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DIN ISO 16000-18:2012-01

Indoor air - Part 18: Detection and enumeration of moulds - Sampling by impaction (ISO 16000-18:2011)

German title
Innenraumluftverunreinigungen - Teil 18: Nachweis und Zählung von Schimmelpilzen - Probenahme durch Impaktion (ISO 16000-18:2011)
Publication date
2012-01
Original language
German

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Publication date
2012-01
Original language
German
DOI
https://dx.doi.org/10.31030/1824530

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Short description
Mould spores are widely distributed in the outdoor environment and, therefore, occur in varying concentrations also indoors. Growth of moulds in indoor environments, however, should be considered a hygienic problem because epidemiological studies have revealed that dampness and/or mould growth in homes and health problems affecting the occupants are closely related. Standardized methods for sampling, detection and enumeration of moulds including standards for sampling strategies are important for comparative assessment of mould problems indoors. During sampling the particles in the air stream impact on the agar surface - due to their inertia - when the air flows bend to bypass the solid surface. Airborne moulds are thereby collected directly on the agar plates which are situated accordingly. Slit samplers or sieve samplers can be used and are available commercially). After sampling the mould spores are cultivated and counted. This procedure is described in DIN ISO 16000-17.
Overview

Mould is a common name for filamentous fungi from different taxonomic groups (Zygomycetes, Ascomycetes, Deuteromycetes). Most spores are in the size range 2 µm to 10 µm, while some go up to 30 µm and a very few up to 100 µm. Spores of some mould genera are small and become airborne very easily (for example, Aspergillus, Penicillium) while others are bigger and/or embedded in a slime matrix (for example, Stachybotrys, Fusarium) and are less mobile. Mould spores are widely distributed in the outdoor environment and, therefore, occur in varying concentrations indoors as well. Growth of moulds in indoor environments, however, should be considered a hygienic problem because epidemiological studies have revealed that dampness and/or mould growth in homes and health impairment of occupants are closely related. Standardized methods for sampling, detection, and enumeration of moulds, including standards for sampling strategies, are important for comparative assessment of mould problems indoors. During sampling, a defined quantity of air is drawn into the impactor. Commercially available slit or sieve samplers can be optionally used. The entrained particles and the mould dispersed in ambient air impact by diversion of the air flow and due to inertia on the plates correspondingly installed in the sampling device. The plates are covered with solid culture media. This part of ISO 16000 describes a method for active short-term sampling (1 min to 10 min) whereas an active long-term sampling procedure is carried out for (0,5 h to several hours) as specified in ISO 16000-16. After sampling, the mould spores are cultivated and counted. Cultivation is described in DIN ISO 16000-17. The whole method has been validated during comprehensive comparative measurements in several institutes. The document is directed at representatives of supervisory authorities, testing laboratories, professional associations and planning offices as well as representatives of interior designers, furniture industry, building industry, paint industry, adhesives industry or other branches producing items for the interior. The International Standard has been prepared by ISO/TC 146/SC 6 "Indoor air" in Working Group 10 "Fungi", the secretariats of which are held by DIN and which are under German chairmanship. The responsible German committee is NA 134-03-07-04-01 AK "Bioaerosole und biologische Agenzien" ("Bioaerosols and biological agents").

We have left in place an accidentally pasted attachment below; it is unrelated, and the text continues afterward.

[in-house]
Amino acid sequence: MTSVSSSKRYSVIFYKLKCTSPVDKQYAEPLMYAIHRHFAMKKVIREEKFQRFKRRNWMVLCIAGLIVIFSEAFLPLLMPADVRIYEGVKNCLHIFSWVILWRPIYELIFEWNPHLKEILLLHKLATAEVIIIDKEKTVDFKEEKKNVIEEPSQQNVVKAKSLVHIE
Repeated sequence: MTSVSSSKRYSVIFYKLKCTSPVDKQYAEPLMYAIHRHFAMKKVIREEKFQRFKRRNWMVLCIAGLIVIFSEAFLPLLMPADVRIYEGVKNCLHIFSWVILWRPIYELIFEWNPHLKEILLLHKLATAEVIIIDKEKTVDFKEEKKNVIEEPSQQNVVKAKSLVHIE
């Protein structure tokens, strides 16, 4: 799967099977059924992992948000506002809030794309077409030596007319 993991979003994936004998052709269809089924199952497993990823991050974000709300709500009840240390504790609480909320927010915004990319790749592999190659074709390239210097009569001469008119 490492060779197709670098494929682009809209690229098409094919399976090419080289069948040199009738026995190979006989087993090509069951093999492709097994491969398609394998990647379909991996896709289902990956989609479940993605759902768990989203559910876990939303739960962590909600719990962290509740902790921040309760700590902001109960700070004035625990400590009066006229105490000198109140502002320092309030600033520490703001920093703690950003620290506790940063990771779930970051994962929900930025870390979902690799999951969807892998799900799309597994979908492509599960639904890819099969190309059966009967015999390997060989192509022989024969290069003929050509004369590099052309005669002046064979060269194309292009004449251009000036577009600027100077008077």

Content
DOI
https://dx.doi.org/10.31030/1824530

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